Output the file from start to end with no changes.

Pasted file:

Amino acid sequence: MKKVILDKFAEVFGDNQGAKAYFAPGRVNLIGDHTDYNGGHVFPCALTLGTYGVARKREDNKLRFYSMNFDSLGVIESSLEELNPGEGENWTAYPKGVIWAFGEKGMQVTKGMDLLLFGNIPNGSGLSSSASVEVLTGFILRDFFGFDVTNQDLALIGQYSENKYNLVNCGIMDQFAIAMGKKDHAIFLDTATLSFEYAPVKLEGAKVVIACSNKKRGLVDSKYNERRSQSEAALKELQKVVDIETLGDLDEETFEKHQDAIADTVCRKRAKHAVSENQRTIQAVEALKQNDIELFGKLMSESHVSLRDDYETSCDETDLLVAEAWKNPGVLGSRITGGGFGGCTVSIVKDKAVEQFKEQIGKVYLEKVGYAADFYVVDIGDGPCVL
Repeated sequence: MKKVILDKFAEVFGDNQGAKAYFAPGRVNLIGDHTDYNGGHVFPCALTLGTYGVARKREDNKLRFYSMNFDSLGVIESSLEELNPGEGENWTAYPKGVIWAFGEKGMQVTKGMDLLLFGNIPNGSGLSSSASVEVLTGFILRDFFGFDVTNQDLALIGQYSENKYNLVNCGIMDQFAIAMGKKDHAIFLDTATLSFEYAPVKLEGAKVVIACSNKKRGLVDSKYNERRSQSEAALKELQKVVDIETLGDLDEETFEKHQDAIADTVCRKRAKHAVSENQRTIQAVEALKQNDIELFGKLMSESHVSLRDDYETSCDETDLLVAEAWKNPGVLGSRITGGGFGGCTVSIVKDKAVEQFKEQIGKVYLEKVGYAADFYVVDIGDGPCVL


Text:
Amino acid sequence: MKKVILDKFAEVFGDNQGAKAYFAPGRVNLIGDHTDYNGGHVFPCALTLGTYGVARKREDNKLRFYSMNFDSLGVIESSLEELNPGEGENWTAYPKGVIWAFGEKGMQVTKGMDLLLFGNIPNGSGLSSSASVEVLTGFILRDFFGFDVTNQDLALIGQYSENKYNLVNCGIMDQFAIAMGKKDHAIFLDTATLSFEYAPVKLEGAKVVIACSNKKRGLVDSKYNERRSQSEAALKELQKVVDIETLGDLDEETFEKHQDAIADTVCRKRAKHAVSENQRTIQAVEALKQNDIELFGKLMSESHVSLRDDYETSCDETDLLVAEAWKNPGVLGSRITGGGFGGCTVSIVKDKAVEQFKEQIGKVYLEKVGYAADFYVVDIGDGPCVL
Repeated sequence: MKKVILDKFAEVFGDNQGAKAYFAPGRVNLIGDHTDYNGGHVFPCALTLGTYGVARKREDNKLRFYSMNFDSLGVIESSLEELNPGEGENWTAYPKGVIWAFGEKGMQVTKGMDLLLFGNIPNGSGLSSSASVEVLTGFILRDFFGFDVTNQDLALIGQYSENKYNLVNCGIMDQFAIAMGKKDHAIFLDTATLSFEYAPVKLEGAKVVIACSNKKRGLVDSKYNERRSQSEAALKELQKVVDIETLGDLDEETFEKHQDAIADTVCRKRAKHAVSENQRTIQAVEALKQNDIELFGKLMSESHVSLRDDYETSCDETDLLVAEAWKNPGVLGSRITGGGFGGCTVSIVKDKAVEQFKEQIGKVYLEKVGYAADFYVVDIGDGPCVL